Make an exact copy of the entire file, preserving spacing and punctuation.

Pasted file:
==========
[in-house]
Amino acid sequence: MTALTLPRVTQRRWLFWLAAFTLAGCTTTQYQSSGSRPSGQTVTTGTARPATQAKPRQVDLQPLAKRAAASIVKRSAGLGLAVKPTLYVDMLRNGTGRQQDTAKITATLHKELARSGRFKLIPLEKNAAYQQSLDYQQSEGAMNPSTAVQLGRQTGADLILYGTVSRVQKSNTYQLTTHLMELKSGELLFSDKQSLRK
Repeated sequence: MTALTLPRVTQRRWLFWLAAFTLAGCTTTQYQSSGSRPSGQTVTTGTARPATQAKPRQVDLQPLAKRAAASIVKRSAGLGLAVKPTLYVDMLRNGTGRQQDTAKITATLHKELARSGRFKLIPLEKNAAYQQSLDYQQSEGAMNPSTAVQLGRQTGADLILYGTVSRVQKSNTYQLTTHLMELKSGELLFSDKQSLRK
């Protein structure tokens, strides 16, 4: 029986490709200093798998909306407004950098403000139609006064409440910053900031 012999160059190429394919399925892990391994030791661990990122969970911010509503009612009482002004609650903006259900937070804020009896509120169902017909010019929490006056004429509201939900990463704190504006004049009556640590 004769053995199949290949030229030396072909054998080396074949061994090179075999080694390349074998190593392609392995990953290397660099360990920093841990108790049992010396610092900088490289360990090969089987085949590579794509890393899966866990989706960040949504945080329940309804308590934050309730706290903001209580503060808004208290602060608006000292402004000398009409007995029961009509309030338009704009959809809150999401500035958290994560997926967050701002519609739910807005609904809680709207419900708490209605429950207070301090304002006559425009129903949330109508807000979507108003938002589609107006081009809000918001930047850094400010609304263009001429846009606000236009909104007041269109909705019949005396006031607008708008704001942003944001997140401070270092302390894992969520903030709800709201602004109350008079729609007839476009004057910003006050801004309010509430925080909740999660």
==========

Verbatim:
[in-house]
Amino acid sequence: MTALTLPRVTQRRWLFWLAAFTLAGCTTTQYQSSGSRPSGQTVTTGTARPATQAKPRQVDLQPLAKRAAASIVKRSAGLGLAVKPTLYVDMLRNGTGRQQDTAKITATLHKELARSGRFKLIPLEKNAAYQQSLDYQQSEGAMNPSTAVQLGRQTGADLILYGTVSRVQKSNTYQLTTHLMELKSGELLFSDKQSLRK
Repeated sequence: MTALTLPRVTQRRWLFWLAAFTLAGCTTTQYQSSGSRPSGQTVTTGTARPATQAKPRQVDLQPLAKRAAASIVKRSAGLGLAVKPTLYVDMLRNGTGRQQDTAKITATLHKELARSGRFKLIPLEKNAAYQQSLDYQQSEGAMNPSTAVQLGRQTGADLILYGTVSRVQKSNTYQLTTHLMELKSGELLFSDKQSLRK
């Protein structure tokens, strides 16, 4: 029986490709200093798998909306407004950098403000139609006064409440910053900031 012999160059190429394919399925892990391994030791661990990122969970911010509503009612009482002004609650903006259900937070804020009896509120169902017909010019929490006056004429509201939900990463704190504006004049009556640590 004769053995199949290949030229030396072909054998080396074949061994090179075999080694390349074998190593392609392995990953290397660099360990920093841990108790049992010396610092900088490289360990090969089987085949590579794509890393899966866990989706960040949504945080329940309804308590934050309730706290903001209580503060808004208290602060608006000292402004000398009409007995029961009509309030338009704009959809809150999401500035958290994560997926967050701002519609739910807005609904809680709207419900708490209605429950207070301090304002006559425009129903949330109508807000979507108003938002589609107006081009809000918001930047850094400010609304263009001429846009606000236009909104007041269109909705019949005396006031607008708008704001942003944001997140401070270092302390894992969520903030709800709201602004109350008079729609007839476009004057910003006050801004309010509430925080909740999660």